English 2600 from Lee Ann Mortensen
Quiz #4 & 5

YOUR NAME:

  1. Based on Tyson’s definitions in chapter 5, new criticism is still taken seriously today as a critical theory in and of itself—T     F (circle one).
  2. What is the main motto of a New Critic (state it here)?

 

  1. According to Tyson in chapter 5, what is close reading and why do you think it is still an important method of analyzing texts (answer briefly)?

 

  1. According to Tyson in chapter 6, Reader-Response theory allows for a total free-for-all of personal interpretation where everyone’s ideas are correct—

 T     F (circle one).

  1. In The Great Gatsby, and according to Tyson’s chapter 6 interpretations, how is the text making the reader question everything (answer, then give two quick examples)?

 

  1. Based on Tyson’s presentation in chapter 5 and 6, briefly define the following important new critical and reader-response terms:
    1. Close Reading:
    2. Intentional Fallacy:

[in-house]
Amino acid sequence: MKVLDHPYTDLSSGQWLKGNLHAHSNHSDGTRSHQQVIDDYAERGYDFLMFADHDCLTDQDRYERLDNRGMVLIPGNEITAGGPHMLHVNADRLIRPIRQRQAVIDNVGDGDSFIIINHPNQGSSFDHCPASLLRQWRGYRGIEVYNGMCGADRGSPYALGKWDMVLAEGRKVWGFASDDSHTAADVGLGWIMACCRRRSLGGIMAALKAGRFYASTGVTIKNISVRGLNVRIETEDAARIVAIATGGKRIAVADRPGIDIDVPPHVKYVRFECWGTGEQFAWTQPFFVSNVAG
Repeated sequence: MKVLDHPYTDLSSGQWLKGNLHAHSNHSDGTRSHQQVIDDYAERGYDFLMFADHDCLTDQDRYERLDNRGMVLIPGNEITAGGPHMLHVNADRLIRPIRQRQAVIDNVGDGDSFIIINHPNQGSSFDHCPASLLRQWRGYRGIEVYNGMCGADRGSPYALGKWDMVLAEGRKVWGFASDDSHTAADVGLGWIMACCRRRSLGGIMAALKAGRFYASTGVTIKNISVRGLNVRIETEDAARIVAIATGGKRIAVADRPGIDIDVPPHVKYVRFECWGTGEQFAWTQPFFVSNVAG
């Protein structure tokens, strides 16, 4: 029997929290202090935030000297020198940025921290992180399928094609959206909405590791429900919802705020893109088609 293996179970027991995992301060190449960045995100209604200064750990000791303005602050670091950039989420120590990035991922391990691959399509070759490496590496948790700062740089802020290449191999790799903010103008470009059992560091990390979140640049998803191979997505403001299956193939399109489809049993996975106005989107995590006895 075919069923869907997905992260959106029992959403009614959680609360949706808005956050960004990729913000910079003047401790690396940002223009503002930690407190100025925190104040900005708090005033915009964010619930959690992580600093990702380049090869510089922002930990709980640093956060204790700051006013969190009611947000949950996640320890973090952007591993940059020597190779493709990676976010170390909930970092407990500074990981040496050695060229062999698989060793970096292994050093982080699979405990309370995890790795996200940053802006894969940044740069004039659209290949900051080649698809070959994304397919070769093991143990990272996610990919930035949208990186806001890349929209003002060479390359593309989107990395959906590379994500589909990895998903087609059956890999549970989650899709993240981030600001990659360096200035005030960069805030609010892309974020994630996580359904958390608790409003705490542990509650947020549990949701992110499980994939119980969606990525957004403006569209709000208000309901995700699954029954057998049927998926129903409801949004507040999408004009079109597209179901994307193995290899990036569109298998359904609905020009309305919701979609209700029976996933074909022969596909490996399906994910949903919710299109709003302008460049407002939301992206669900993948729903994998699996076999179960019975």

3. Affective Fallacy:
    4. Organic Unity:
    5. Linguistic Devices (name 4 that create complexity):
    6. Text as Event:
    7. Transactional Reader-Response Criticism:
    8. Indeterminate Meaning:
    9. Affective Stylistics:
    10. Prestructured:
    11. Subjective Reader-Response Criticism:
    12. Production of Knowledge:
    13. Psychological Reader-Response Criticism:
    14. Social Reader-Response Criticism:
    15. Implied Reader:
  2. On the back of this sheet, quickly describe how an ideal reader in transaction with Kate Chopin’s text “The Storm” might jointly create meaning (in other words, describe a Transactional Reader-Response reader looking at Chopin’s story)
  3. On the back of this sheet, quickly describe how a specific group of ideal readers might jointly produce knowledge from Toni Cade Bambara’s “The Lesson” (in other words, what might a Social/Subjective Reader-Response process look like with her text).
  4. BONUS QUESTION: On the back of this sheet, write a quick psychoanalytic reader-response interpretation about your reading of a text you have recently analyzed and felt resistant toward (perhaps a commercial or movie you have seen, or a poem you just analyzed, or an article you just read etc.).

  5. other questions
  6. On the back of this sheet, give an example of Prestructuring from Robert Hayden’s “Those Winter Sundays,” then give a brief  interpretation of how an implied reader might work with or against the text to create meaning.